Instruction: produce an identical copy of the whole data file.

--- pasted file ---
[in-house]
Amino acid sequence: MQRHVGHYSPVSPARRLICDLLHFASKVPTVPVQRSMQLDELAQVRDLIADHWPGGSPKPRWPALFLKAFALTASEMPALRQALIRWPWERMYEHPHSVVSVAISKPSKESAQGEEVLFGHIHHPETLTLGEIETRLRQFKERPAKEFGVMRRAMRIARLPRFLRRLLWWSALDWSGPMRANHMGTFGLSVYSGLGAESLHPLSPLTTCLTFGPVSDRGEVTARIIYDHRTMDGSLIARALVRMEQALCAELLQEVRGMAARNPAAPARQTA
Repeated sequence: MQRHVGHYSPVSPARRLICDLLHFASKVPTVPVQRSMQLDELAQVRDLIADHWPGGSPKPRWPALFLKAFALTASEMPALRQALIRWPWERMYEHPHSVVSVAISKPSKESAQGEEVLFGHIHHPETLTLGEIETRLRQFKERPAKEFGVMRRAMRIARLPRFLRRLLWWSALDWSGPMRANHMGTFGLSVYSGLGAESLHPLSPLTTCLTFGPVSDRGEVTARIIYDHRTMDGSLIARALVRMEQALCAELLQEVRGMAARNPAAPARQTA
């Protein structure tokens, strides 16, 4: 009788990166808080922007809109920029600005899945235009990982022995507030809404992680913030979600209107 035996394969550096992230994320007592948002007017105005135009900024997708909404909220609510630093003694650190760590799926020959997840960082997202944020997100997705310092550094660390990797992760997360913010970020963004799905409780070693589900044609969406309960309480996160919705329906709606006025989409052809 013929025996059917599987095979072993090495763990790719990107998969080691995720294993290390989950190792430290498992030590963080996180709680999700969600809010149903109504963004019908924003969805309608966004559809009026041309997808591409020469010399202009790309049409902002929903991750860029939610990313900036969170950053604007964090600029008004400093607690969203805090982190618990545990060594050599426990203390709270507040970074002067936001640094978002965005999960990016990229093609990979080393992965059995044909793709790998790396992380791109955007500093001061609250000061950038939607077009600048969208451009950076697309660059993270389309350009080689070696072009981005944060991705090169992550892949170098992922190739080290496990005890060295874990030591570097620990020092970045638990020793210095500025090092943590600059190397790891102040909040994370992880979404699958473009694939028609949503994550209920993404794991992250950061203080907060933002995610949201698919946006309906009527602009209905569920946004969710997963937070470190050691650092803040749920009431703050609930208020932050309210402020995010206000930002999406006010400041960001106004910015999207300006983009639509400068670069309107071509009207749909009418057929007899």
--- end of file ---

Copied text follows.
[in-house]
Amino acid sequence: MQRHVGHYSPVSPARRLICDLLHFASKVPTVPVQRSMQLDELAQVRDLIADHWPGGSPKPRWPALFLKAFALTASEMPALRQALIRWPWERMYEHPHSVVSVAISKPSKESAQGEEVLFGHIHHPETLTLGEIETRLRQFKERPAKEFGVMRRAMRIARLPRFLRRLLWWSALDWSGPMRANHMGTFGLSVYSGLGAESLHPLSPLTTCLTFGPVSDRGEVTARIIYDHRTMDGSLIARALVRMEQALCAELLQEVRGMAARNPAAPARQTA
Repeated sequence: MQRHVGHYSPVSPARRLICDLLHFASKVPTVPVQRSMQLDELAQVRDLIADHWPGGSPKPRWPALFLKAFALTASEMPALRQALIRWPWERMYEHPHSVVSVAISKPSKESAQGEEVLFGHIHHPETLTLGEIETRLRQFKERPAKEFGVMRRAMRIARLPRFLRRLLWWSALDWSGPMRANHMGTFGLSVYSGLGAESLHPLSPLTTCLTFGPVSDRGEVTARIIYDHRTMDGSLIARALVRMEQALCAELLQEVRGMAARNPAAPARQTA
């Protein structure tokens, strides 16, 4: 009788990166808080922007809109920029600005899945235009990982022995507030809404992680913030979600209107 035996394969550096992230994320007592948002007017105005135009900024997708909404909220609510630093003694650190760590799926020959997840960082997202944020997100997705310092550094660390990797992760997360913010970020963004799905409780070693589900044609969406309960309480996160919705329906709606006025989409052809 013929025996059917599987095979072993090495763990790719990107998969080691995720294993290390989950190792430290498992030590963080996180709680999700969600809010149903109504963004019908924003969805309608966004559809009026041309997808591409020469010399202009790309049409902002929903991750860029939610990313900036969170950053604007964090600029008004400093607690969203805090982190618990545990060594050599426990203390709270507040970074002067936001640094978002965005999960990016990229093609990979080393992965059995044909793709790998790396992380791109955007500093001061609250000061950038939607077009600048969208451009950076697309660059993270389309350009080689070696072009981005944060991705090169992550892949170098992922190739080290496990005890060295874990030591570097620990020092970045638990020793210095500025090092943590600059190397790891102040909040994370992880979404699958473009694939028609949503994550209920993404794991992250950061203080907060933002995610949201698919946006309906009527602009209905569920946004969710997963937070470190050691650092803040749920009431703050609930208020932050309210402020995010206000930002999406006010400041960001106004910015999207300006983009639509400068670069309107071509009207749909009418057929007899």